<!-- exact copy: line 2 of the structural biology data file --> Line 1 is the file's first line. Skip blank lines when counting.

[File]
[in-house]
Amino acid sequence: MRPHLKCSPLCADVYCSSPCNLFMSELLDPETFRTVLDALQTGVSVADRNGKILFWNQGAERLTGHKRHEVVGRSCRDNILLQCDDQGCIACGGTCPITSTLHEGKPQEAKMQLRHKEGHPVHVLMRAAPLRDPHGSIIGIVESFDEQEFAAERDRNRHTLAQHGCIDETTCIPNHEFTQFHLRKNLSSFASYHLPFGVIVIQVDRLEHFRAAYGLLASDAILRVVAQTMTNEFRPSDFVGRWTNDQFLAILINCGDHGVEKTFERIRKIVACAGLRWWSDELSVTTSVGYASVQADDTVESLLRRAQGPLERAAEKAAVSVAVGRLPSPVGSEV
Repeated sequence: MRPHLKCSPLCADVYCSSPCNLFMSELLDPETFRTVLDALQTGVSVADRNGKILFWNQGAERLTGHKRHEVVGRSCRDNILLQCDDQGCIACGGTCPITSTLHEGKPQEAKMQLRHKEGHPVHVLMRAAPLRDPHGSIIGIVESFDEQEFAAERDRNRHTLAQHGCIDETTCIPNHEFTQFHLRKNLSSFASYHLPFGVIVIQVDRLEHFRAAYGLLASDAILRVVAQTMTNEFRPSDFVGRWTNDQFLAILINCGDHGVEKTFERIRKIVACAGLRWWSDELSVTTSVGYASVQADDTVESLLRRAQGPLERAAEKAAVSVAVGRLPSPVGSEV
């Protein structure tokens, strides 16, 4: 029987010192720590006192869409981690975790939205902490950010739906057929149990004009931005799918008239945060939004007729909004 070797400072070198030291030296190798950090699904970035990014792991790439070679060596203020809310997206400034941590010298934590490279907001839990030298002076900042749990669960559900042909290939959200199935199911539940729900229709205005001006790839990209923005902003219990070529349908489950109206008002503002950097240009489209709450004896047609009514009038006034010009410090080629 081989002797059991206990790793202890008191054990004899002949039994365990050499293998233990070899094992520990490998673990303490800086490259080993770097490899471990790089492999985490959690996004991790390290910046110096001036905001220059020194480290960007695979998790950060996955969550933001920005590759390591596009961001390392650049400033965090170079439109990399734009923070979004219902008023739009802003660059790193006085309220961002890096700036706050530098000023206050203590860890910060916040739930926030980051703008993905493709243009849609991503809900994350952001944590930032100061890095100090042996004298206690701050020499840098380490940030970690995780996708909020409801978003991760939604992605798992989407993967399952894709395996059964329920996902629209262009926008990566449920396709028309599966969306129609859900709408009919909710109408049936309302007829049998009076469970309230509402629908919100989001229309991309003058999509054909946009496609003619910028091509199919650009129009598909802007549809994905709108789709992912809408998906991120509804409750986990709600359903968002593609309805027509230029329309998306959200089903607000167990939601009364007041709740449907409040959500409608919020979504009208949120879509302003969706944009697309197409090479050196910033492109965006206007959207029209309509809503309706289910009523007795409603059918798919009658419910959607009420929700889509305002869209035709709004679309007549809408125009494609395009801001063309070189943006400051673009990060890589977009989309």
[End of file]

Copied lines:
Amino acid sequence: MRPHLKCSPLCADVYCSSPCNLFMSELLDPETFRTVLDALQTGVSVADRNGKILFWNQGAERLTGHKRHEVVGRSCRDNILLQCDDQGCIACGGTCPITSTLHEGKPQEAKMQLRHKEGHPVHVLMRAAPLRDPHGSIIGIVESFDEQEFAAERDRNRHTLAQHGCIDETTCIPNHEFTQFHLRKNLSSFASYHLPFGVIVIQVDRLEHFRAAYGLLASDAILRVVAQTMTNEFRPSDFVGRWTNDQFLAILINCGDHGVEKTFERIRKIVACAGLRWWSDELSVTTSVGYASVQADDTVESLLRRAQGPLERAAEKAAVSVAVGRLPSPVGSEV